September 2020 has been intense. After a challenging year, this last month found many of us on the west coast isolated inside or even to a single room to avoid hazardous air for a week. Like many, I found my resilience reservoir tapped out. Multiple rounds of focused breathing did not loosen the tightness in my core. Overwhelmed by unrelenting politics and news, systemic racism and oppression, Covid-19 fatigue, and loss of life and property due to fires; I had nothing more to give. I needed to get grounded with nature; let my body touch the wild. I set off with a small pack and some protective covering for the rain.
Watching the river muddy from showers and glacial melt tumble over rocks, I sat on a cold boulder. The brown water danced over the rapids and reminded me of the danger of the raging river. I was also aware of the breath still constricted weeks after the smoke cleared. The knot between my ribs holding tight, the part of me stuck in the anxious and fearful past.
Respecting the boundaries of the swollen river, I moved to higher ground. Atop a sandy knoll was a bent tree covered in moss, the perfect place to rest a weary body and soul. I lay on my back looking up. The sun poked through the tree canopy as the rain fell. Water collected and then dropped into my mouth off my rain protective cover. I laughed out loud when the first drop surprised my tongue. The delight of cool water was an unexpected gift from the heavens.
The sun shone as the rain fell and brought to mind another memory of sunlit rain many years ago. After a few hours of uphill climbing up Handies Peak, my body was tired from the effort and short of breath from the altitude. Suddenly sunlight blinded my eyes and rain soaked my body; the beauty of being on top of a mountain and beholding the bright sun and clean rain is emblazoned in my memory.
Here I was many years later, mesmerized by the sun and the rain again. I had come though another arduous time and knew nature would sooth my utter weariness. I went to the wild, knowing that somehow, my reservoir would be filled.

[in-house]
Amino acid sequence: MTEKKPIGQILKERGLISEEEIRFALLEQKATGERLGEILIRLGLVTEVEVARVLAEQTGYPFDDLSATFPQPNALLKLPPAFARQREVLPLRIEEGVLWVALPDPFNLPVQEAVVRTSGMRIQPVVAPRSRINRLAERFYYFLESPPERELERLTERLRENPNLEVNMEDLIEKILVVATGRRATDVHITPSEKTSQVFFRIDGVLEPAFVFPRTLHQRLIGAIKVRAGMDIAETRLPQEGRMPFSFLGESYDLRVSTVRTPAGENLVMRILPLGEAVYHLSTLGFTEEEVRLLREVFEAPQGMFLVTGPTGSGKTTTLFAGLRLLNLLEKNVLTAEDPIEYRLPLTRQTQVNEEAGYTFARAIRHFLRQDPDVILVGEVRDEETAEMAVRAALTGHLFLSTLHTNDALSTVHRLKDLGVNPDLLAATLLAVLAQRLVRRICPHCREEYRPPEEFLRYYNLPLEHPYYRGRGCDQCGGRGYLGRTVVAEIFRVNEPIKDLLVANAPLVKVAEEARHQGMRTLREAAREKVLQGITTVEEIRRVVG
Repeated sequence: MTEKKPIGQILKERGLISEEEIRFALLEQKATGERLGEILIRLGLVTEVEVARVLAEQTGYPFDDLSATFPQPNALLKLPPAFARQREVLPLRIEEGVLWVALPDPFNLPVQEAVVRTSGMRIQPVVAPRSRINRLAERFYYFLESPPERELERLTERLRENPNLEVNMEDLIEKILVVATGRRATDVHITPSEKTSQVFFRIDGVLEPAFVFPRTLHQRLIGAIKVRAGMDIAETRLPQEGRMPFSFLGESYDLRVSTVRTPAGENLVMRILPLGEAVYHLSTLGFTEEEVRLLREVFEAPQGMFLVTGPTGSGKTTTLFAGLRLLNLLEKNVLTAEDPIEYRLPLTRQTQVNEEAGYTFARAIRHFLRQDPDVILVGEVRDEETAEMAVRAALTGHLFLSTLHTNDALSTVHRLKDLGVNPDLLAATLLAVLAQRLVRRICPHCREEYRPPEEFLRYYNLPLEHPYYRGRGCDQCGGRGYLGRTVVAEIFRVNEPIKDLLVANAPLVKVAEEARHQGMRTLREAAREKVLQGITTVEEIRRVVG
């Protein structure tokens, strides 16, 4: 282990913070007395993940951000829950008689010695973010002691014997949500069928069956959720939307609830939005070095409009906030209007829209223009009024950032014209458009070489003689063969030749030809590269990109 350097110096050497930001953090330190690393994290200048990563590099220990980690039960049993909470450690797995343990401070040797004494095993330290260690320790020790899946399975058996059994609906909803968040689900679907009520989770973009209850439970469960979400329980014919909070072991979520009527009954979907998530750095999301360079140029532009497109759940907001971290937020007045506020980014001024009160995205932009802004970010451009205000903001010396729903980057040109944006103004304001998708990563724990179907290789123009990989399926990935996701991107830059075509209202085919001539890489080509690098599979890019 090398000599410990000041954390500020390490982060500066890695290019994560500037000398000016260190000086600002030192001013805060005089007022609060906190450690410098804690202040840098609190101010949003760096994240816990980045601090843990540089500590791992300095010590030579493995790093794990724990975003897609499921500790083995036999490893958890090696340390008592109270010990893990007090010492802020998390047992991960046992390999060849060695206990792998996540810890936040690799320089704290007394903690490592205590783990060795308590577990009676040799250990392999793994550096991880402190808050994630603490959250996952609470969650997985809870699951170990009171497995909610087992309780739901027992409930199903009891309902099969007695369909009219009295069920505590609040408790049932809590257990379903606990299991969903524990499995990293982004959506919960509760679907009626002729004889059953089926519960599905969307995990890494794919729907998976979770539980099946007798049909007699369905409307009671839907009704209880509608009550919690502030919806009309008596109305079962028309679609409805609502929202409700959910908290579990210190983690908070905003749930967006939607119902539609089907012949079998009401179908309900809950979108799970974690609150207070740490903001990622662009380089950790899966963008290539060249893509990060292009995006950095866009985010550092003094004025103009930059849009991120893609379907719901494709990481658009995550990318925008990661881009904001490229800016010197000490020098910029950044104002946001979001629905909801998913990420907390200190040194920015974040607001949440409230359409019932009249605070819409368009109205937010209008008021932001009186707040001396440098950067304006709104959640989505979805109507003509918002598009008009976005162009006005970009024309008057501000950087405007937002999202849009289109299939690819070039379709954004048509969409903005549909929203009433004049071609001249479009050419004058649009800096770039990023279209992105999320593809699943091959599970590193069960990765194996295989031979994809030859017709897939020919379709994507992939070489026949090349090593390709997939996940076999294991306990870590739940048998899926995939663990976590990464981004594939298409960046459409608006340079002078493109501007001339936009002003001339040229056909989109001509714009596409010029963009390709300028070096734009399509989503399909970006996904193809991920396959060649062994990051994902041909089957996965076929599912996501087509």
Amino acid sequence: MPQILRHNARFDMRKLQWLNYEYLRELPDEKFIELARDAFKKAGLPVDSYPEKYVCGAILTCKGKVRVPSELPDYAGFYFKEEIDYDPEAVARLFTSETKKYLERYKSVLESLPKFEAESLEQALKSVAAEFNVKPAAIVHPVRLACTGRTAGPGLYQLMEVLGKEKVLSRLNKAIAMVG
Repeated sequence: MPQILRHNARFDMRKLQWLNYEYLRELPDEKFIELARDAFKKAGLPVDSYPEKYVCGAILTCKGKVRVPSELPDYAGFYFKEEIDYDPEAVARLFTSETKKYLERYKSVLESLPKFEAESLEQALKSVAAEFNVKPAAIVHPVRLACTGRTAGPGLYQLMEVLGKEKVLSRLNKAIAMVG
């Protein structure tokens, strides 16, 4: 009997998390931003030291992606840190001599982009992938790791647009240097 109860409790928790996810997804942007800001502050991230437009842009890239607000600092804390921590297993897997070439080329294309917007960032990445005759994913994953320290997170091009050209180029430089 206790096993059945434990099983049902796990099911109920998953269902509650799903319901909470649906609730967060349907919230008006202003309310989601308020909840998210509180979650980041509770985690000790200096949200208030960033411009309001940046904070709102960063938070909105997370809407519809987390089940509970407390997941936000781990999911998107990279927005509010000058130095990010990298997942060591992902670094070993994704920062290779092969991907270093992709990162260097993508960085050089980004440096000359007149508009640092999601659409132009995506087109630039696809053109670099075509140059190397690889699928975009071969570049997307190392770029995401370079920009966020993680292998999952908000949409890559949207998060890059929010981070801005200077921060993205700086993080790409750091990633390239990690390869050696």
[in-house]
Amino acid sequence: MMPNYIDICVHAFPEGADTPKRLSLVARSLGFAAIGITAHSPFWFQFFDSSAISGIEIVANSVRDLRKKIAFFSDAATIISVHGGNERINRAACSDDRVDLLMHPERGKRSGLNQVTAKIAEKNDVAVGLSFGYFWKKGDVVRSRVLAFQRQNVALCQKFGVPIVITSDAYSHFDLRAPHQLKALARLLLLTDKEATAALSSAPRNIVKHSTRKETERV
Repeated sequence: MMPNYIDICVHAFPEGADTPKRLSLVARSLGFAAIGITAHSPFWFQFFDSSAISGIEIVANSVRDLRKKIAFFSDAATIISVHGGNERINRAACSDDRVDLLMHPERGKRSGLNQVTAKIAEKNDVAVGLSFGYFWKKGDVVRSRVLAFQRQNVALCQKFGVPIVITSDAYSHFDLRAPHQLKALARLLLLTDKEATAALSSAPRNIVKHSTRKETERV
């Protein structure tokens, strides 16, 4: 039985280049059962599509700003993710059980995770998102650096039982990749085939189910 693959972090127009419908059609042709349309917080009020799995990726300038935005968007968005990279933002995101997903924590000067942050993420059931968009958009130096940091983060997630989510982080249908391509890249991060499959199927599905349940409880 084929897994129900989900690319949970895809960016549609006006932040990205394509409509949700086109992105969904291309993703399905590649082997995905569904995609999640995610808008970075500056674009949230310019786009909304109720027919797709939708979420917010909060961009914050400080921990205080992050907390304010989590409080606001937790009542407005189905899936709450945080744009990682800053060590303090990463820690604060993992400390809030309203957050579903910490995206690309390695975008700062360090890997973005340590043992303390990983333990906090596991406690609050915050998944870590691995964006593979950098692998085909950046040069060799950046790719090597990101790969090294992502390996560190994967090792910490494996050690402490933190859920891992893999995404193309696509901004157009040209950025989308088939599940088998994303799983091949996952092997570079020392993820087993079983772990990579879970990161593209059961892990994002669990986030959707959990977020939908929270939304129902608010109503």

I breathed. I laid. I waited. I would stay all day. Cool water drops fell one by one into my mouth refreshing and grounding me. A bird with a white tail landed on a branch several trees away. It jumped from branch to branch until it looked down on me. Eventually it flew away.
The softness of the moss and perfect curve of the tree cradled my head and back. I was so grateful for the comfort of the earth and being held.
Bit by bit the knot went away. The bound up feeling in under my ribs somehow slowly let go. Eventually I was ready to move on. It was a gift. Feeling refreshed inside and out, I thanked the tree and the bird and the forest and walked out, my reservoir filled again.
The poet Wendell Berry spoke of a similar experience
The Peace of Wild Things by Wendell Berry
When despair for the world grows in me
and I wake in the night at the least sound
in fear of what my life and my children’s lives may be,
I go and lie down where the wood drake
rests in his beauty on the water, and the great heron feeds.
I come into the peace of wild things
who do not tax their lives with forethought
of grief. I come into the presence of still water.
And I feel above me the day-blind stars
waiting with their light. For a time
I rest in the grace of the world, and am free.